Science brought to the news discoveries and observations from above and below.
One of Pluto’s most identifiable features, Cthulhu (pronounced kuh-THU-lu) stretches nearly halfway around Pluto’s equator, starting from the west of the great nitrogen ice plains known as Sputnik Planum. Measuring approximately 1,850 miles (3,000 kilometers) long and 450 miles (750 kilometers) wide, Cthulhu is a bit larger than the state of Alaska.
Cthulhu’s appearance is characterized by a dark surface, which scientists think is due to being covered by a layer of dark tholins – complex molecules that form when methane is exposed to sunlight. Cthulhu’s geology exhibits a wide variety of landscapes—from mountainous to smooth, and to heavily cratered and fractured.
The reddish enhanced color image shown as the left inset reveals a mountain range located in southeast Cthulhu that’s 260 miles (420 kilometers) long. The range is situated among craters, with narrow valleys separating its peaks. The upper slopes of the highest peaks are coated with a bright material that contrasts sharply with the dark red color of the surrounding plains.
Scientists think this bright material could be predominantly methane that has condensed as ice onto the peaks from Pluto's atmosphere. "That this material coats only the upper slopes of the peaks suggests methane ice may act like water in Earth's atmosphere, condensing as frost at high altitude," said John Stansberry, a New Horizons science team member from Space Telescope Science Institute, Baltimore, Maryland. Compositional data from the Ralph/Multispectral Visible Imaging Camera (MVIC) on NASA’s New Horizons spacecraft, shown in the right inset, indicates that the location of the bright ice on the mountain peaks correlates almost exactly with the distribution of methane ice, shown in false color as purple.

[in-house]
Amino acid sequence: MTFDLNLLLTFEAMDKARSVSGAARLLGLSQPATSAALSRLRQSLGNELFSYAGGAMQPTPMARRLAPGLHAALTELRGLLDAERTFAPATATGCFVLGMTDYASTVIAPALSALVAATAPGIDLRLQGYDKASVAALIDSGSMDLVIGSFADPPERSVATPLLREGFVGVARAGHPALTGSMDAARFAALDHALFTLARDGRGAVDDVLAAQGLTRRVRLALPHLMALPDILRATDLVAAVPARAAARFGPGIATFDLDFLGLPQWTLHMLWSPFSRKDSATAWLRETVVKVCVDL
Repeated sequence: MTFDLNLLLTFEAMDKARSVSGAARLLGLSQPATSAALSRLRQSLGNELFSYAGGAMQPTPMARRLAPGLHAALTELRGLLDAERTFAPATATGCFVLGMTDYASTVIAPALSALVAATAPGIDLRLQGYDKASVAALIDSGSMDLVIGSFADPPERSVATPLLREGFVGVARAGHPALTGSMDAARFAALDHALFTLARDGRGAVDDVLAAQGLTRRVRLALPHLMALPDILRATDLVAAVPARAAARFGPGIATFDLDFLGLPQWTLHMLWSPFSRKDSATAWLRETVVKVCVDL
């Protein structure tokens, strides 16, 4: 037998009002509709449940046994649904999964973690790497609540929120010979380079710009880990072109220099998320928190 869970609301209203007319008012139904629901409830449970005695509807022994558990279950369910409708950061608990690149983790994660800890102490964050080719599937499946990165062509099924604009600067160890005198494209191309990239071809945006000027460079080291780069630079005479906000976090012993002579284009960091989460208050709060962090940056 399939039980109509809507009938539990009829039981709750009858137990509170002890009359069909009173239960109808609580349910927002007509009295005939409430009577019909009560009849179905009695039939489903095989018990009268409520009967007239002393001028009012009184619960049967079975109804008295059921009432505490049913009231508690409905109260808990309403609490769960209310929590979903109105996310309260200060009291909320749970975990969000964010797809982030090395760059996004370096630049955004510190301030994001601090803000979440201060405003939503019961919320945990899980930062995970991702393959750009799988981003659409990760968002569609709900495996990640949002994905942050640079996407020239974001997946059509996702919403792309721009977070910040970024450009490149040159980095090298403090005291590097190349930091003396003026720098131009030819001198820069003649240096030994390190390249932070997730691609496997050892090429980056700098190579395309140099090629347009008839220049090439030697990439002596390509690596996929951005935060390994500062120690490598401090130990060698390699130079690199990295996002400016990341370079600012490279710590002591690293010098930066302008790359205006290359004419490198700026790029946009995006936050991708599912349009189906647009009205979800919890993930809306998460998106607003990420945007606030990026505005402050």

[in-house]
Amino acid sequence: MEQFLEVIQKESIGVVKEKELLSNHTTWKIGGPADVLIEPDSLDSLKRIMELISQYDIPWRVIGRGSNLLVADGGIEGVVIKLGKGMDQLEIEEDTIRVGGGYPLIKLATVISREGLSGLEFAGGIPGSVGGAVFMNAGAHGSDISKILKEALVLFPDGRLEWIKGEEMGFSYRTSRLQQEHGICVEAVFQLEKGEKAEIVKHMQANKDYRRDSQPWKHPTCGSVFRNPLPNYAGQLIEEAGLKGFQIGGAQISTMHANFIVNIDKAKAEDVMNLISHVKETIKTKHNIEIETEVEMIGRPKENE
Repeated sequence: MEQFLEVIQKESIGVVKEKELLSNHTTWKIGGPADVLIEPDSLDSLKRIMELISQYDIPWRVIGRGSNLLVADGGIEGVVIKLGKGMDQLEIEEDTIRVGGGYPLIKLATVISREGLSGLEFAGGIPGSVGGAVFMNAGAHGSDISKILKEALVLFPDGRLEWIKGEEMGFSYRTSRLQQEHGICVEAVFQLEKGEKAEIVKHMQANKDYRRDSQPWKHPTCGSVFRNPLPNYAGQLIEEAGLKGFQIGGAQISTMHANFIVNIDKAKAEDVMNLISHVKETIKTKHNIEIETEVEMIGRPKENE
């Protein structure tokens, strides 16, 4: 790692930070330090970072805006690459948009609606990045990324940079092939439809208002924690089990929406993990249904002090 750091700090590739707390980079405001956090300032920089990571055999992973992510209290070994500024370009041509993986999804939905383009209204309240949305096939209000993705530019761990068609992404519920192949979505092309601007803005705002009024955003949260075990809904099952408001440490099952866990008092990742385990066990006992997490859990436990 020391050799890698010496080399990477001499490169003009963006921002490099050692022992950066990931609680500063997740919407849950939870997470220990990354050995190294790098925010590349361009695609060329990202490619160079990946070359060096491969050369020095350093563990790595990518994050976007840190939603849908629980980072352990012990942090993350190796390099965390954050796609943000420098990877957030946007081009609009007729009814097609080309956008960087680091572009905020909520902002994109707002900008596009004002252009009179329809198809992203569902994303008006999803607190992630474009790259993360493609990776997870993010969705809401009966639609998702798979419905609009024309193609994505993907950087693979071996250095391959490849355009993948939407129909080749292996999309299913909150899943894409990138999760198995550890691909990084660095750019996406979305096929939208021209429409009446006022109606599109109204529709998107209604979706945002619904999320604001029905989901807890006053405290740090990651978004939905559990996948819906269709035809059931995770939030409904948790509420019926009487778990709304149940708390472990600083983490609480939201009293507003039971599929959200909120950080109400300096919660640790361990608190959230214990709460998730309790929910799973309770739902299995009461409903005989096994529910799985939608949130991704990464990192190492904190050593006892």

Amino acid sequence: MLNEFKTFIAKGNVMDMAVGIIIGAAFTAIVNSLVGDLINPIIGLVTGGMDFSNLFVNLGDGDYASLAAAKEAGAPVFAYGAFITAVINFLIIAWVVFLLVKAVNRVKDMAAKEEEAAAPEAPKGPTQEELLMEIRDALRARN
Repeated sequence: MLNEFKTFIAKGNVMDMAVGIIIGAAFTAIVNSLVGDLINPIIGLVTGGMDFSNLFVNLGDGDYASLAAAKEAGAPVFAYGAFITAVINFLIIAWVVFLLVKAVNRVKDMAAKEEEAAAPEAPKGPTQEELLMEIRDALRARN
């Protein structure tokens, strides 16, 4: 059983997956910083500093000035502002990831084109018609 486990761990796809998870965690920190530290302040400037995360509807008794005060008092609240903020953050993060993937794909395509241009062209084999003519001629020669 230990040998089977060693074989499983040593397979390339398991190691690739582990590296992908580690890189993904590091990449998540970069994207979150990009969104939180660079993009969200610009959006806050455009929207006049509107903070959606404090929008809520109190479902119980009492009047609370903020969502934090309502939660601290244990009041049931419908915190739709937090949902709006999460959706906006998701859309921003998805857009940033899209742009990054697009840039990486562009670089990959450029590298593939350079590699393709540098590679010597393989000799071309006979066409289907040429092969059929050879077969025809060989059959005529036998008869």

Deep rumbles, unearthly moans, high pitched screeching: these are but a few elements of the alien soundscape researchers have now recorded for the first time at Challenger Deep, the deepest known valley on the seafloor.
One might expect Challenger Deep—which sits at the bottom of the Mariana trench some 36,000 feet beneath the ocean surface—to be a quiet place. But in reality, we know very little about what life is like down there: as with most places where the sun never shines, the Mariana trench is shrouded in mystery.
“Light does not propagate underwater very far,” oceanographer Bob Dziak of the National Oceanic and Atmospheric Administration (NOAA) told Gizmodo. “But sound waves travel long distances through the Earth’s oceans. Acoustics is really the best way to get a good picture of deep ocean environments.”
36,000 feet below sea level
The propellor from a ship passing above makes quite a ruckus at Challenger Deep
Dziak would know. He’s the guy who led the recent effort to capture audio recordings from Challenger Deep. First, Dizak and his team had to design and build an instrument that could withstand the crushing 16,000 pounds-per-square-inch worth of pressure felt seven miles beneath the surface. Next, they developed a mooring system that would lower their audio gear—a titanium-encased hydrophone—at a slow, controlled speed, so that it could acclimate to the dramatic pressure buildup during its journey.
And after successfully planting a hydrophone in Challenger Deep, and making recordings for 23 straight days, Dziak’s team had to wait until November for the weather and ship traffic to clear so they could haul it back up. It was a major effort, but now, we’ve got the first soundbites from the deepest spot on the Earth’s surface to show for it.
They’re as haunting and otherworldly as you might imagine.